Some Red Team Musings

We are about half-way to a generation since 9/11, meaning about twelve more years until the same level of undergraduate affection for al Qaeda as the Commmunists enjoyed in 1966 (a generation since the beginning of the Cold War. Presumably al Qaeda’s command is trying to survive as a federated operational entity until this time.

Also presumably, al Qaeda should be looking at ways to stress the federal government while attempting to radicalize some percentage (10% 20%) of non-Muslim fellow travelers within the US. If they are smart about this, they would begin targeting TSA agents and attempt to align their rhetoric with the widespread revulsion the American literatti feels toward the TSA. For instance, our basic human rights to dignity in attempting to live our religion in peace is threatened by some elements of the US government, just as Americans’ own basic human rights to dignity with respect to not being sexually assaulted during travel is also threatened by some elements of the US government.

Al Qaeda has until now lacked the sort of ‘fifth column’ friends that the Soviets had in American Marxists. If they are smart, they will be looking to change that.

5 thoughts on “Some Red Team Musings”

  1. The Soviets’ fifth column was ready-made for them ahead of time. Qutb just doesn’t seem to have the following among American intelligentsia that Marx did.

  2. Oh they’ve had their own sort of fifth column style of support for quite some time… just not as fully developed as the soviets as many of those who are members don’t quite know it.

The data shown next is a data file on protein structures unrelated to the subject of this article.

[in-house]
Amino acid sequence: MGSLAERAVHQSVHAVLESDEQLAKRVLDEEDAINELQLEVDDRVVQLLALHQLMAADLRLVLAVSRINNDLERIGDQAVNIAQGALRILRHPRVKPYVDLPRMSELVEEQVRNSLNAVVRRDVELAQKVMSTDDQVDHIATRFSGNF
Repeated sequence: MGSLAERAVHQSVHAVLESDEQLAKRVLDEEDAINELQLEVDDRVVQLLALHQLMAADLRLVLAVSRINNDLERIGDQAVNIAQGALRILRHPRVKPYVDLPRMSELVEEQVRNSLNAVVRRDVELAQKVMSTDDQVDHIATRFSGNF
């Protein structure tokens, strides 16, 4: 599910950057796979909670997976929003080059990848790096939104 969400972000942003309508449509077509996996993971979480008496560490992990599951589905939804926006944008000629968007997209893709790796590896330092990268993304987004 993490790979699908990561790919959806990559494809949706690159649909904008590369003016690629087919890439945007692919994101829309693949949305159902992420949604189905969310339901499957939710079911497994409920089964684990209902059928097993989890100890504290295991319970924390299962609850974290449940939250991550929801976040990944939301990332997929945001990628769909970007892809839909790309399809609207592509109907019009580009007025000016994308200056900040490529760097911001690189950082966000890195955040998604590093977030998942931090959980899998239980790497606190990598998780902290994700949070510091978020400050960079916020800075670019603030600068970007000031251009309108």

Without even trying they have a remarkable ‘useful idiots’ style of support here that tie our hands with regards to effective intelligence gathering, treatment of detainees and rules of engagement on the battlefield.

  3. And, as with the fight against Communism, there’ll be the complication of genuine overreactions and message hijacking by people on the other side of the ideological divide.

    Witness, for example, the debate over the Cordoba House project in NYC. All the questions of who the backers are working for or wanting aside, you have this basic truth (worded here by Stephen Ward in a recent blog post on

    “The principle of religious tolerance is not a piece of clothing that one can don or doff at will, or as the political winds shift. Indeed, it is most essential not when we are dealing with groups whose beliefs are close to our own and therefore familiar; the whole idea of “religious tolerance” is about accepting communities of faith that are different from our own and that might strike us at first as alien or off-putting. Tolerance doesn’t mean a thing if we apply it only to people who are already just like us.”

  4. I think the difference is that the civil libertarian movement in the U.S. during the 20th Century – especially early on – was closely tied to socialist movements. That doesn’t seem to be the case with Jihad today.

    I remember that for a couple years just after the attacks, there was some noise about “postmodernism” somehow being equivalent to Al-Qaedist sympathy. But I don’t think Michelle Malkin is as popular as she was before jumping the shark with ‘In Defense of Internment.’

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